Size and Strength in regards to kids BJJ

Crosswind117

White Belt
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Hi all,

How fast a year goes by. Two of my sons (to be aged 7 and 10 by the end of this year) have attend GI classes twice a week for a full year now and a NO-GI class once a week for about last 6 months. The younger son has participated in 3 competitions so far (GI and NO-GI), but the older one has yet to get the experience.

My younger son got a taste of success in tournaments and developed a hunger for more. My older son was also eager to participate in his first tournament; however, the problem was that there weren't any other participants that were at the same age bracket, weight bracket, and belt level. Watching some of my older son's classes, he was easily one of the biggest kids in his class for his age group, and would often use his weight and strength to his advantage during sparring. Note that he was no bully either; in fact he often appeared passive and docile, as if he was careful not to inadvertently injure any smaller sparring partners. Lastly, although he was one of one of the biggest kids in his BJJ class, he was overweight, but not obese, and his height is actually quite average when compared to his elementary school classmates.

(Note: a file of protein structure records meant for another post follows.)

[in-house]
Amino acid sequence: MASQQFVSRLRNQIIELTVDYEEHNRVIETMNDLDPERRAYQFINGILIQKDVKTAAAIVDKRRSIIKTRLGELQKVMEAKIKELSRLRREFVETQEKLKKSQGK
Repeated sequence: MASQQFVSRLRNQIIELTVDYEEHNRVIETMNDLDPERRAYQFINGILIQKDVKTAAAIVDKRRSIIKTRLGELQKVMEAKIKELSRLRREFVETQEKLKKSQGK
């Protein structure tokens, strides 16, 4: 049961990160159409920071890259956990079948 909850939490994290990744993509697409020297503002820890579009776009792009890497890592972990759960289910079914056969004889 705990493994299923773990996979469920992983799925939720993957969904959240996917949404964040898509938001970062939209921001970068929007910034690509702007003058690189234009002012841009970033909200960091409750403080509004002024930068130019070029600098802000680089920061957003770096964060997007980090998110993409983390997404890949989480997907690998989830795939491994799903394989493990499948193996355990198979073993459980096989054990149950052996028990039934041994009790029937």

For people that teach kids BJJ classes or have children that attend, is it the norm that most students are on the smaller side? Looking at my older son's classes, he makes for a great training partner because the smaller students get to test themselves and their skills against a heavier opponent. But on the flipside, it seems like my older son might miss out on that until he moves into a higher age bracket with hopefully some bigger training partners. Of course, I'm also referring to similar experience levels; because smaller kids with greater experience can still handle him no problem.

Anybody else have any experience with this? and is there any advice that could help my older son get the most out of his classes despite his size and strength advantage?

Any input or advice is greatly appreciated.

Thanks!
 

drop bear

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If you are clever about your training you can handle bigger people by rolling with smaller ones and trying to not out muscle them.

But it is kind of hard so people don't do it.
 
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